Thursday, July 02, 2020

Cooking By Short-Wave

     The twelve-year-old microwave oven failed last week.  Tam bought it not too long after she moved in; my dinky 700-Watt zapper with a balky mechanical timer wasn't enough oven to keep her fed.  She got a modern one, 1100 Watts and big enough to warm up a whole ham.*  It worked well for years.

     Last week, the microwave finished failing: the "buttons" on the control panel have been gradually dying for a couple of month.  It's a problem Litton and Amana solved in the 1970s, with non-tactile glass-surface touch controls -- but the solution didn't stick.  Membrane switches are cheaper to produce and less finicky.

     But they do fail.  The "1" and "6" buttons when first, then the whole left half of the number panel and, slowly, all but the rarely-used controls at the top and the "start" and "stop" buttons.  It wasn't much of a problem, really.  On that model, pressing "start" calls up a thirty-second run and additional presses add thirty more seconds, up to a total of five minutes.  If you're mainly using the microwave to bake potatoes and defrost leftovers (the "defrost" button worked until the last), it's not a problem.

     Then the "start" button died.  Punching around, the only one that still worked was "popcorn," a three-minute, 100% power cycle.  That was usable but it was clearly time.  I ordered a new microwave and it showed up yesterday.

     Why didn't I fix the old one?  Membrane switches is why.  It'll be a bespoke layout, conductive material screen-printed and fused onto plastic.  If it peels apart -- not all will -- you can clean them up, even paint new conductive goop over the old pads, but it's a short-term fix.  There's not much to work with there and nothing will hold up as well as the original.  It's a hundred-dollar-or-less consumer good.   The part that does the actual microwaving?  That's all working fine.

     The Amana RR9 chassis I remember fondly from having been a tech in the factory of a subcontractor that built the controllers for them, way back before the not-yet-public Internet snuck off college campuses?  That thing cost as much as a crummy used car.  The limitation was magnetron life, and those were field-replaceable.  The controller interface was simple -- power in, switched power out, and a pair of leads for a temperature probe in the higher-end models, all on a Molex connector.  In a pinch (or, say, a test equipment maintenance shop), you could replace the controller with a toggle switch; add a pushbutton in parallel to pulse the tube to make popcorn.  Sell a family one of those ovens, and they'd have a microwave for thirty years -- if they could afford to buy it in the first place.  Which is possibly why cheaper, overseas-made ovens displaced them from the market.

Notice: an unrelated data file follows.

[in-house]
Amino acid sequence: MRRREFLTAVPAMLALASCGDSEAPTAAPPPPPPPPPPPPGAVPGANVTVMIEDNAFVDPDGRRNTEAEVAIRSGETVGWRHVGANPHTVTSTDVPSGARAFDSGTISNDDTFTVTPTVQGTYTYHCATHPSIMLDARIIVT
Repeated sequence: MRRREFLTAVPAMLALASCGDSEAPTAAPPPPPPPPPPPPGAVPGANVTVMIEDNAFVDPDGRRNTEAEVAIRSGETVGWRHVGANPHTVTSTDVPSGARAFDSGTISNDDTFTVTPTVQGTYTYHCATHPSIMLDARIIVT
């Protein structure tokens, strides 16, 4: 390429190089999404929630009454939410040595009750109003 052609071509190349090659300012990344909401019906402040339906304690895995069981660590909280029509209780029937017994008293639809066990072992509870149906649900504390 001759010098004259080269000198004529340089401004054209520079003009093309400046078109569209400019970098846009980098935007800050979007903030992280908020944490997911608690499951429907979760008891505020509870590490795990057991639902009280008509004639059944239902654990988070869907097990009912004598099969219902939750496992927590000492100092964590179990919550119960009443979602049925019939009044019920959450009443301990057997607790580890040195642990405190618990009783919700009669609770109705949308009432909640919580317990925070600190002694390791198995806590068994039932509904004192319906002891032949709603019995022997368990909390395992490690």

* This is not to imply that Tam considers a whole ham a proper snack.  My old microwave, though, wouldn't even fit a some dinners.



Cop Car said...

Ah, yes, lamentations over the genesis of our throw-away culture. I am in the process of replacing an old dishwasher, not because I can't remove/replace the drain pump that has failed but because I know the membrane switches are probably not are not far behind and, at my age (82), I don't ever want to have to play around with a broken dishwasher, again. (Nor do I want Hunky Husband to have to worry about one after I'm gone.)

Fortunately, the much-more-often-used microwave, at 20+ years of age, does nothing worse than fail to heat on rare occasion. Re-setting the (membrane switch) controls, so far, makes the microwave remember why it exists.

Blackwing1 said...

Just a quick typo-check...I think maybe you meant "eleven-hundred Watts" rather than "a hundred Watts".

rickn8or said...

One of my biggest regrets is replacing a 30-ish year-old washer that did what I told it with a newer, more-fragile-ey made one that does what it wants and "I'll unlock the lid when I think it's proper or 60 seconds after the last rotation on the spin cycle."

And the only reason I replaced the old one was because the tub had rusted through a weld seam at the top and would occasionally wet down the floor.

Artaxus Blackriver said...

My family bought one of the first Amana RadarRange microwave ovens back in the 70's.
Twist-dial timer, and mechanical buttons. It was HUGE. 2.5 cubic feet, easily.
Back then, they didn't know how powerful the thing needed to be, so there was no wattage listing. Had it tested in 2000 (yes, it still worked!) when I had to have a door hinge repaired. 1800 watts!

I gave it away at a charity event in 2005 to a needy family. It still worked perfectly!
For all I know, that thing is still buzzin' along, making food hot.

Maybe I should have kept it; I don't think that monster will ever die...

Gewehr98 said...

I miss my old commercial stainless steel Amana Radarange! It got handed down to somebody starting a new home, I'll bet it is still running to this day...

New Jovian Thunderbolt said...

I am sorry for you loss.

Jay said...

My dad bought a 1st generation Amana from a friend who sold restaurant appliances and had used it as a demo, THEN in his house for 3 years after he got a 3rd generation for demo and put the gen2 in his house. $1k USED in ~1980. I got it when I got married. Donated it to the commuter lounge at my university when theirs died (I was 30 and working on my Masters - this was in 1994). It was still in the commuter lounge when my oldest went to the same school - in 2001!

And yes, it was about 2000 watts with just a mechanical timer and a door lock/on-off switch.